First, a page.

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My WHM current service status is

  • Server load 31.53 (1 CPU) (red icon)
  • Memory Used 36.48% (1,122,544 of 3,076,964)
  • Swap Used 0.81% (8,540 of 1,048,568)

I'm under the impression that if the server load is above 1, I would notice some lags, let alone if it's 30+.

I was wondering why my sites/WHM/SSH seems to work just fine despite this?

share|improve this question
What is the output of egrep 'processor|model name' /proc/cpuinfo, free and uptime? – jaume Mar 18 '13 at 11:50
@jaume processor: 0 model name: Intel(R) Xeon(R) CPU E5-2630 0 @ 2.30GHz | 800MB | 19:54:24 up 58 min, 1 user, load average: 30.21, 30.41, 30.98 – IMB Mar 18 '13 at 11:55
Note that I am noticing some lags but I was expecting a "catastrophic" lag instead of a minor one. – IMB Mar 18 '13 at 12:00
Thanks, but the output of egrep and free is not complete. Could you please add the complete output of both commands to your answer? Could you also add uname -a and top -n 1 | head -n 20? – jaume Mar 18 '13 at 12:05
I'm not sure I understand. Why would 30% cpu usage be a problem? – terdon Mar 18 '13 at 12:58
up vote 1 down vote accepted

I do not think that load average means what you think it means.

A load of 30 means that there are 30 processes ready to run.

That is not the same as 30 simultaneously active processes, all trying to continuously use the CPU. Some of those 'ready to runs' might only want to do something for a fraction of a second.

E.g. if I have this situation:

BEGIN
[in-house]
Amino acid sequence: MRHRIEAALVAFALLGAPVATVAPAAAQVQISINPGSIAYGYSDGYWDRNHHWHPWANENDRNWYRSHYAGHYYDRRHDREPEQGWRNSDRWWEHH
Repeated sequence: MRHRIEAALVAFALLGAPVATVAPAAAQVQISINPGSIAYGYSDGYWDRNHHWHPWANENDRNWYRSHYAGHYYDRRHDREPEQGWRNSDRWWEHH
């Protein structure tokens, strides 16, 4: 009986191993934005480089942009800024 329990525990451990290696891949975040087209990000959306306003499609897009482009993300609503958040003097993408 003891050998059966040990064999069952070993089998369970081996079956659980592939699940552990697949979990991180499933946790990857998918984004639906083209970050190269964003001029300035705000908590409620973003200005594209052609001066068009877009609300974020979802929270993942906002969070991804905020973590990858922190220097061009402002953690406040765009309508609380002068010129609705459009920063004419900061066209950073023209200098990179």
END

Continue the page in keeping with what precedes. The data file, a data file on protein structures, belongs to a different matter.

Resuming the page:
Two processes are ready to run. (Lets call them process A and process B).

Both will check a single value, then decide they do not need to act and go back to sleep for a second.

Since there are two processes waiting to run the load at this time is 2.

Time line
Start --------------------------0.5 sec--------------------------1.0 sec
A runs and sleeps
                   B runs and sleeps
                                     CPU is idle CPU is idle  CPU is idle 

Notice that the load is 2, yet the CPU is idle most of the time.

If realize that this is a very fabricated example. If you had a RAM disk and two processes waiting to bzip some data on that RAM disk then the situation would be quite different. The CPU would be maxed out, the system would slow down and feel sluggish. But that is a complete opposite constructed situation.

In your case whatever your system is doing is closer to the first example.

(This is the best answer I can give with the information you posted. For a more detailed answer you will need to post much more information).

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You pretty much corrected the way I understand server loads. I think I get it now. Thanks! I think what was happening to me was a combination of both examples. Most of the time everything's quite normal then at some time slower than usual, both having 30+ server load. – IMB Mar 18 '13 at 14:18
Additional question though: What does it mean if the load is below 1? Like right now, I have 0.59 (2 CPUs) green icon. Load Averages: 0.85 0.75 0.67. (I upgraded 1 more cpu core just a few hours ago). – IMB Mar 18 '13 at 14:20
Then there is on average less then one process ready to run. The on average is important here. Obviously there is never a 0.85th of a process. – Hennes Mar 18 '13 at 15:28
But if you have had - on average - 30 processes ready to run for the last minute, and you don't have 30 cores on your machine, then you can probably benefit from some more resources for your current workload. – rich remer 18 hours ago

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